Star to get within a trillion miles of Sun in 1.4 million years

Using the precise location and motion data obtained by the space telescope Gaia, astronomers have identified a star that 1.4 million years will come within a trillion miles of the Sun.

That distance puts it well within the outer parts of the theorized Oort cloud at the edge of the solar system. Since the star, Gliese 710, has a mass half that of the Sun, it will thus disturb many objects in that Oort Cloud, causing many to eventually fall sunward and produce a hail of comets several million years later. It will be, for a long time, the brightest object in the night sky, by far.

The data also identified a number of other stars that have in past or will in the future get close to the Sun. The most important result is not that these close approaches occur, but that they have found that they are relatively rare, and even the closest, Gliese 710, never really gets that close.

The universe is big, far bigger than we can really imagine.

A stellar fly-by 70,000 years ago

Astronomers have identified a nearby star, now 20 light years away, that 70,000 years ago flew past the solar system at a distance of only 0.8 light years.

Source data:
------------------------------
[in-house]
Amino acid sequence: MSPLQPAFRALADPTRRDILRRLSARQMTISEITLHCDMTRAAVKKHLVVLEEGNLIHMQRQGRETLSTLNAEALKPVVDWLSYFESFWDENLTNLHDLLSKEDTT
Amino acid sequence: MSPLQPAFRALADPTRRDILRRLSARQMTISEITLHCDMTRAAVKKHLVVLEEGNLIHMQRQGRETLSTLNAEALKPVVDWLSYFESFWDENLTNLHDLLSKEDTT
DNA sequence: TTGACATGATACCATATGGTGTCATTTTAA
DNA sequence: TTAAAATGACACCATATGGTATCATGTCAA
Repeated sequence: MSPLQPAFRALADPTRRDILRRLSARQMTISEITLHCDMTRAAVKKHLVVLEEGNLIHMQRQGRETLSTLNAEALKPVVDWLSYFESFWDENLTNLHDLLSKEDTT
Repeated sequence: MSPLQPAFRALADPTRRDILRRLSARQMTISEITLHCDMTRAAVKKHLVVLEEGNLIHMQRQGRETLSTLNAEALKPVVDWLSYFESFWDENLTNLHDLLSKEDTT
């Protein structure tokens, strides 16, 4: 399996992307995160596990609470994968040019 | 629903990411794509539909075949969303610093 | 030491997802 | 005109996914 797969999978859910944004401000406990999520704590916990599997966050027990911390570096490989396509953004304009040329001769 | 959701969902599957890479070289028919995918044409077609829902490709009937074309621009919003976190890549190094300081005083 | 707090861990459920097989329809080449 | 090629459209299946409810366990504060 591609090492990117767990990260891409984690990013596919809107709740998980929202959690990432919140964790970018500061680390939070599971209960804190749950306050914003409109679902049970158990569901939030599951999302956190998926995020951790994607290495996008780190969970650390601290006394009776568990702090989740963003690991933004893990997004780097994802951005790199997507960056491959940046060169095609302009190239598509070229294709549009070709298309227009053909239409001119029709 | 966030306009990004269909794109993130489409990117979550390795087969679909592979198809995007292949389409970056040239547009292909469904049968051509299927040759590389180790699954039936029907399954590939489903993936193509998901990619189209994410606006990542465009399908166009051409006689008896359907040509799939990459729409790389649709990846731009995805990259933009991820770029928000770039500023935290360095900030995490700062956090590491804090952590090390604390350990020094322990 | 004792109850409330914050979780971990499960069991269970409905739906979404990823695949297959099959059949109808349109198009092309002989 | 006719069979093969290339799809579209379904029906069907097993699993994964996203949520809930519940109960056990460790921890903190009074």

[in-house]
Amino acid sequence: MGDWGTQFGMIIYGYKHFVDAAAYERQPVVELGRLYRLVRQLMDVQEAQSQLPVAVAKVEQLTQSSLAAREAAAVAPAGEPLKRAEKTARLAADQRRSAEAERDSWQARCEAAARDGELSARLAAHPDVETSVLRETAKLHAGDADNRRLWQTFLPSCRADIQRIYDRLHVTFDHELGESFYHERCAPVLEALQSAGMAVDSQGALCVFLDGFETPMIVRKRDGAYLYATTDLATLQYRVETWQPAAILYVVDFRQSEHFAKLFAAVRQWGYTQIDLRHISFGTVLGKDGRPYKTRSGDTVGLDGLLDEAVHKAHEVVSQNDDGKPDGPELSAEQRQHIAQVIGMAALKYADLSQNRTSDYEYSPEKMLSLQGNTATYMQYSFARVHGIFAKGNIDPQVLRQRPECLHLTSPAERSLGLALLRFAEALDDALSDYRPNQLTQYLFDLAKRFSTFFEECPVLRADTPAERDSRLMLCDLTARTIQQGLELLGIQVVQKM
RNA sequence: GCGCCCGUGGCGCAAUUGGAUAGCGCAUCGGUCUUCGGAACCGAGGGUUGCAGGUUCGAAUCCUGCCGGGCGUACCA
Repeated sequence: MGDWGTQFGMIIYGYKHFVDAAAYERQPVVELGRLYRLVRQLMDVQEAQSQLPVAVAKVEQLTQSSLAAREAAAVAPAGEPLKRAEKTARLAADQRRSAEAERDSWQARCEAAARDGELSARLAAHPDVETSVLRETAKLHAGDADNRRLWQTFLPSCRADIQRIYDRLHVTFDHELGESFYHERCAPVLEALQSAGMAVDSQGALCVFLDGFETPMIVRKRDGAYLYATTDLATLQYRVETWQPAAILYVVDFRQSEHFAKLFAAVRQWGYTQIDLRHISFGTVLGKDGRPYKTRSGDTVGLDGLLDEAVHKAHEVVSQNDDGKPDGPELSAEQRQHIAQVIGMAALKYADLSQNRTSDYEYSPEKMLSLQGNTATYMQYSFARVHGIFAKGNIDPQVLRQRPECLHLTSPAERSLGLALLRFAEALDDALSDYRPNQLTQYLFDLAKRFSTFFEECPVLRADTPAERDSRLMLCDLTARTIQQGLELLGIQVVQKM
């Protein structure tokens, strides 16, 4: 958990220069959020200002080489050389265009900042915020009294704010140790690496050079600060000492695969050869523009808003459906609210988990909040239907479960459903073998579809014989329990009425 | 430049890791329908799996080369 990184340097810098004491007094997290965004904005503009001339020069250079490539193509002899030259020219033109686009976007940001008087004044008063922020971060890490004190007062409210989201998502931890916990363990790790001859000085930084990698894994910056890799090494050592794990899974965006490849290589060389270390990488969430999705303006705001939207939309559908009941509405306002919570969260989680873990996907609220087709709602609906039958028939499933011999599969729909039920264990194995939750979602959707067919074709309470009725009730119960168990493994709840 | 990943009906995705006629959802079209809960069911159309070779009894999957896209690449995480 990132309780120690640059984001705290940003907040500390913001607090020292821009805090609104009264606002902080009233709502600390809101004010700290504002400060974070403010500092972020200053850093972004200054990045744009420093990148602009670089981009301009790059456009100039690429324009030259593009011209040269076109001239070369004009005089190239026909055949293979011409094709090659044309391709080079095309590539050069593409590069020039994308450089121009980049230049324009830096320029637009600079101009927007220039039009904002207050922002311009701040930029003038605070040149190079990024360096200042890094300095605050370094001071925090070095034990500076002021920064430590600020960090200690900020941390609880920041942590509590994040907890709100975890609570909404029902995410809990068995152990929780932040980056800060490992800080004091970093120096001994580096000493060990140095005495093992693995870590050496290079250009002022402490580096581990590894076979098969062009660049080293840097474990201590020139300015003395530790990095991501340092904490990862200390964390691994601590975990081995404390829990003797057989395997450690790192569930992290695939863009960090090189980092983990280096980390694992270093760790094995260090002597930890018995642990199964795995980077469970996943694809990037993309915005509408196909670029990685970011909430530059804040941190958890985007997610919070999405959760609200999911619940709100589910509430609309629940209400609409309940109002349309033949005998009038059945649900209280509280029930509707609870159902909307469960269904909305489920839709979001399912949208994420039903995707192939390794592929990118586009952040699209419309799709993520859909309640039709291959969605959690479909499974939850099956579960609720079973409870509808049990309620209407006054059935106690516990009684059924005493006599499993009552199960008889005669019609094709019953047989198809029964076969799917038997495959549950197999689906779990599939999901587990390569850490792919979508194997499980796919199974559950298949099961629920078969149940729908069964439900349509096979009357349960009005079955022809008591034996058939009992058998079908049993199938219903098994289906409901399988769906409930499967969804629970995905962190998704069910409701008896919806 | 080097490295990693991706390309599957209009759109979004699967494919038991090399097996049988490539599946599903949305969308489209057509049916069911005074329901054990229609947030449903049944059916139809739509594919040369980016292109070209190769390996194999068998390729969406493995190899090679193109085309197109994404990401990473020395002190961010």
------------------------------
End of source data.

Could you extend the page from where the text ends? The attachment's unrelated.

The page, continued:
The star’s trajectory suggests that 70,000 years ago it passed roughly 52,000 astronomical units away (or about 0.8 light years, which equals 8 trillion kilometers, or 5 trillion miles). This is astronomically close; our closest neighbor star Proxima Centauri is 4.2 light years distant. In fact, the astronomers explain in the paper that they are 98% certain that it went through what is known as the “outer Oort Cloud” – a region at the edge of the solar system filled with trillions of comets a mile or more across that are thought to give rise to long-period comets orbiting the Sun after their orbits are perturbed.

I feel it necessary to note that the Oort Cloud itself has never been directly observed and only exists theoretically based on the random arrival of comets from the outer solar system.

The Milky Way’s most distant stars

Astronomers have discovered the two most distant stars of the Milky Way.

Both stars are red giants, aging suns that shine so brightly observers can see them from afar. One star is about 890,000 light-years from Earth in the constellation Pisces—33 times farther from the Milky Way’s center than we are and well beyond the edge of the galactic disk. The only other Milky Way member at a comparable distance is a small galaxy named Leo I, which orbits ours at a distance of 850,000 light-years. If the star in Pisces revolves on a circular path as fast as we do, it takes some eight billion years to complete a single orbit around the galaxy. That’s more than half the age of the universe.